7 Ways to Play Lead Guitar with More Emotion

Learn seven techniques that can be applied immediately to you help make a guitar solo come across with a lot more feel and emotion... 

These techniques can include everything from; the tonality you choose for the solos key, the playing techniques used, the dynamics applied and even the variations that can be created with respect to the feel of the solos rhythm.

To help you become better at performing guitar solos with more emotion, I’ll not only provide you with a solo to study, but I’ll also breakdown several ideas to help you become better at playing guitar solos with more emotion on this episode of the Guitar Blog Insider…







- The 7 Ways to Play Guitar with More Emotion -

Starting from a place of emotion within you can be a great way to play more emotional music. Believe it of not, your state of mind will determine a lot with respect to how emotional your guitar solos will become. 

Think of emotionally charged experiences, amazing memories and times that stand out as highlights in your life - then tap into those overwhelming emotions. 

Doing this puts you in the "zone" to create a great deal more feeling in your musical performance, and from your musical ideas.

It kind of goes without saying that how loud or how soft you play makes a big impact on your listener. The more that you pay close attention to dynamics, the more your music will start having better emotional control. 

And, more control means better music that will relate to your listener in a more emotional way. 

Dynamics are all about how loud, or how soft your playing comes across during your solo. Therefore, the lesson to walk away with here is never go monotone. Have an ebb and flow to your sound. It will really help enhance what you play.

If you listen to musical parts that are performed by a horn player, you’ll notice that horn players have to take time to breathe. 

Even though guitar players don’t need to take a breath, it’s important that we take pause across our lines to help give the listener time to reflect. 

So, remember to "take pause" in a few select areas across a melody. It will make a big difference to how your listener relates to your music.

If you study jazz musicians, one of the techniques that you’ll pick-up off of a jazz player (very quickly), is that they tend to play “off-beat” in a lot of cases. 

They’ll use more dotted; quarters, and eighth-notes, and they'll tend to perform sixteenth note rhythms more syncopated. 

Jazz players will tend to perform parts quite off-time and around the beat, rather than on them. So, if you’d like to add a new rhythmic direction to your melodic flow, doing this technique of playing “off the beat” is a fantastic performance skill that will start adding a lot more emotion to your overall guitar soloing and to your playing style in general.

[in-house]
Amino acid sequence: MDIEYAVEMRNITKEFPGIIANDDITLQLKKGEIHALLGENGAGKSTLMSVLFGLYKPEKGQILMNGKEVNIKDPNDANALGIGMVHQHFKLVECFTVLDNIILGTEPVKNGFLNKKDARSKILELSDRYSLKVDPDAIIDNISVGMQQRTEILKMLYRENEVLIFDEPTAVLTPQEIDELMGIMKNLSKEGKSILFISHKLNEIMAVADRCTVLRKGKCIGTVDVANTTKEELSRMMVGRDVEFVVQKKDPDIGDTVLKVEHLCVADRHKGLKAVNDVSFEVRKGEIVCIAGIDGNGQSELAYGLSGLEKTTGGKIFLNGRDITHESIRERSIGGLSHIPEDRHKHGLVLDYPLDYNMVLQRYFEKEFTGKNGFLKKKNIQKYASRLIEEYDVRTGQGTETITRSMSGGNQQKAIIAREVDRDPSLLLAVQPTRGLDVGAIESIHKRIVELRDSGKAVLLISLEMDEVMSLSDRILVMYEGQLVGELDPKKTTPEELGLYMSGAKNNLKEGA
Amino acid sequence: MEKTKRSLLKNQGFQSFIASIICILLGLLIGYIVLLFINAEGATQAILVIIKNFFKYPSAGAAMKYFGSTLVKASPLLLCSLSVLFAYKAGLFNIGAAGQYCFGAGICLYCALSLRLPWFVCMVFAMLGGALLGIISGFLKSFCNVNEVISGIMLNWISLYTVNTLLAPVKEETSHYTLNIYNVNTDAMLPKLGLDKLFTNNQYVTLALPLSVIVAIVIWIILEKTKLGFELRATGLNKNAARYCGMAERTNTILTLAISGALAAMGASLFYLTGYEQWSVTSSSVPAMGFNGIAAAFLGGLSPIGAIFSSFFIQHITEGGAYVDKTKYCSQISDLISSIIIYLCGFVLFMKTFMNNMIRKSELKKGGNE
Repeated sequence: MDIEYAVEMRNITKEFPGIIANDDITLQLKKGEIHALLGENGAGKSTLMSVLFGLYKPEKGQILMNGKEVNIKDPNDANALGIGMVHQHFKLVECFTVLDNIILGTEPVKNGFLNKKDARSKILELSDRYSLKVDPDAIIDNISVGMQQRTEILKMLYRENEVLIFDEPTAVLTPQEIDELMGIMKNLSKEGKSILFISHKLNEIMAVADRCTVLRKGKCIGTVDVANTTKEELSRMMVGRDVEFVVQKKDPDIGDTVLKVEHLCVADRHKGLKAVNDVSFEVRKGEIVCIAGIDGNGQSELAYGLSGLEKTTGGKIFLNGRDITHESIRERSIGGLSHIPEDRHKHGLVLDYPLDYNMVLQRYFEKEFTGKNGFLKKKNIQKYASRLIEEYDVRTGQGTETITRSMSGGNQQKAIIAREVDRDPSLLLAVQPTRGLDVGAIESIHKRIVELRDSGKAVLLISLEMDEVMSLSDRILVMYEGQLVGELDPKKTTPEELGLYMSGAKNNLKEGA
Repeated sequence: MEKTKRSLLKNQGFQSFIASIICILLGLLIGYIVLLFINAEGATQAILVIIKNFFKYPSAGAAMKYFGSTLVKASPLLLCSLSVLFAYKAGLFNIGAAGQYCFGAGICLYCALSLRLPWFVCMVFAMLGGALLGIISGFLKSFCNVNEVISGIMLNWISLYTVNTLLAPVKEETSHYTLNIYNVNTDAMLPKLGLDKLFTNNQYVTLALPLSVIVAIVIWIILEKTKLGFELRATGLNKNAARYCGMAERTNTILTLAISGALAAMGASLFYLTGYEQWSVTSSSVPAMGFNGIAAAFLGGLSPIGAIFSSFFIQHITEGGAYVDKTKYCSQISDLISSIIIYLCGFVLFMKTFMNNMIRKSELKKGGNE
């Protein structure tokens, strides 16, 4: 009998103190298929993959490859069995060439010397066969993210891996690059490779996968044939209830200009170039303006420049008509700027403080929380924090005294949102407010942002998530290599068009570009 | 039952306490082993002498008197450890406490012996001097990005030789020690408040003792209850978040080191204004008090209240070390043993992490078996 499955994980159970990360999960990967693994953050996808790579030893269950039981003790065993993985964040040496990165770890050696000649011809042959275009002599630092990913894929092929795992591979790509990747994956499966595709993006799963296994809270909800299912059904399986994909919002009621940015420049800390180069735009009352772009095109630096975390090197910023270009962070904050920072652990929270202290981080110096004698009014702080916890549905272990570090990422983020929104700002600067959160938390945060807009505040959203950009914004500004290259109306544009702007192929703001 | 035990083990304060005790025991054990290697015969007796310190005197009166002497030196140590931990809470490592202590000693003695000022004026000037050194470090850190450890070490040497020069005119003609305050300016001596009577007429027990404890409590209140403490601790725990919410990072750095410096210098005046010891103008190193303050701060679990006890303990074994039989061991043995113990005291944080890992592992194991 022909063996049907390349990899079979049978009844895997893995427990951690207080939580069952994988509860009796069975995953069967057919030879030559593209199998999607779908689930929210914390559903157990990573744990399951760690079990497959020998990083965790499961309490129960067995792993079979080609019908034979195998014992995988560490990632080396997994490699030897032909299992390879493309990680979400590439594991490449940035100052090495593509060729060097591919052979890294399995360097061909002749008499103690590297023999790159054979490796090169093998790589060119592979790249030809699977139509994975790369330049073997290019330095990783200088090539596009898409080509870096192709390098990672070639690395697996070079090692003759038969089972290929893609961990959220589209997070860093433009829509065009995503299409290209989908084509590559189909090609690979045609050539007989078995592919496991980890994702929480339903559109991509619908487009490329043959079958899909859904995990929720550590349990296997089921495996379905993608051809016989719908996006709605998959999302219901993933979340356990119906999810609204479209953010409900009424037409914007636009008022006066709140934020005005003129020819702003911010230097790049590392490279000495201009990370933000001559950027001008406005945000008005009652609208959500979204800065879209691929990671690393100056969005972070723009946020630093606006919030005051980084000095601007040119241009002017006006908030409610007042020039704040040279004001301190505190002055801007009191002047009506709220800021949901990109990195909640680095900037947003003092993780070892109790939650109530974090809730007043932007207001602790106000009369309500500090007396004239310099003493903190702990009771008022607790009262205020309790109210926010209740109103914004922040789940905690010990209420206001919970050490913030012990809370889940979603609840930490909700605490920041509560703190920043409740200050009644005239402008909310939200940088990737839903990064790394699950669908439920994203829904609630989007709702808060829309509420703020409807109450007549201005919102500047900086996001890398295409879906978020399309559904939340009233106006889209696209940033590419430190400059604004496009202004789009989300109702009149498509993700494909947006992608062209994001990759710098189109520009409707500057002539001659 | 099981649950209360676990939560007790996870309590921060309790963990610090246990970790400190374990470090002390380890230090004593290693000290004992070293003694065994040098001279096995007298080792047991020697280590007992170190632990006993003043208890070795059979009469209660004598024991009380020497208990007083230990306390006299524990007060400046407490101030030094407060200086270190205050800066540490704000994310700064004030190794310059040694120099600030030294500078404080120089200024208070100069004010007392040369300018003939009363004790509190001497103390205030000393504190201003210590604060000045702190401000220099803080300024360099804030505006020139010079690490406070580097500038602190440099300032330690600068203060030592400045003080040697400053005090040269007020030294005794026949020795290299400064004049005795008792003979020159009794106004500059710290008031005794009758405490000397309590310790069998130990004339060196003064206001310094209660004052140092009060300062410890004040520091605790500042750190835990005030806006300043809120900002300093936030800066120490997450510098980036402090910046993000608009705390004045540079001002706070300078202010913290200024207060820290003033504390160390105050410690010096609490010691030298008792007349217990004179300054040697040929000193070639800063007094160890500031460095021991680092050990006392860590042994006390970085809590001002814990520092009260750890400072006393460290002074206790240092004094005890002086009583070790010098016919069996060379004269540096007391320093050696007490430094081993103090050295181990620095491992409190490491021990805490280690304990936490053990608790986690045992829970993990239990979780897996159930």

When a chord is in play, it can be very powerful to work toward directing your melodic lines into that individual chords constructed tones. 

These tones can include the chords; root, or its third, or the chords fifth chord tone. And, once you begin doing this, it will make a huge difference to how connected your melodic lines will work when interacting with everything that relates back to the underlying harmony. 

This is a very powerful skill to learn to use as a soloist when you want to create more emotion in your guitar solos.

The use of phrasing devices like; slides, bends, hammer-ons, pull-offs and vibrato will go a very long way when it comes to making a guitar solo sound more human. 

More often than not, the thing that a seasoned guitarist notices very quickly about an inexperienced guitar player, is that the inexperienced guitarist tends to play solos that sound kind of robotic and almost mechanical. 

Once you start to add phrasing devices, a lot will change with the way the solo comes across to the listener. A solo with nice phrasing tools will start to flow in a far more connected /human sounding way.

The last point I want to make has to do with your equipment. It is really common for a player to get inspired by new gear. 

This goes for whether you’ve purchased or rented a new; amp, a new guitar, some new piece of recording equipment, or perhaps a new effects pedal (of some kind). New stuff, brings on a creative zone that inspires and motivates.

New music gear will almost always translate to a serious source of inspiration. And, when you’re inspired, your playing will tend to come across as more emotional as well.

I'd like to end the discussion by saying, thanks for joining me... If you want to learn more about what I do as an online guitar teacher, then head over to my website at creativeguitarstudio.com and sign up your FREE lifetime membership...

Later on you can always upgrade to either a Basic, or a Premium lesson package and start studying all of the professionally organized guitar courses that I've created for the members of my website.

Also, I'd be interested to hear your thoughts on all of this in the comment section below... if you enjoyed this video, give it a thumbs up and subscribe for more.

Thanks again and we'll catch up next week, for another episode of the, "Guitar Blog Insider."



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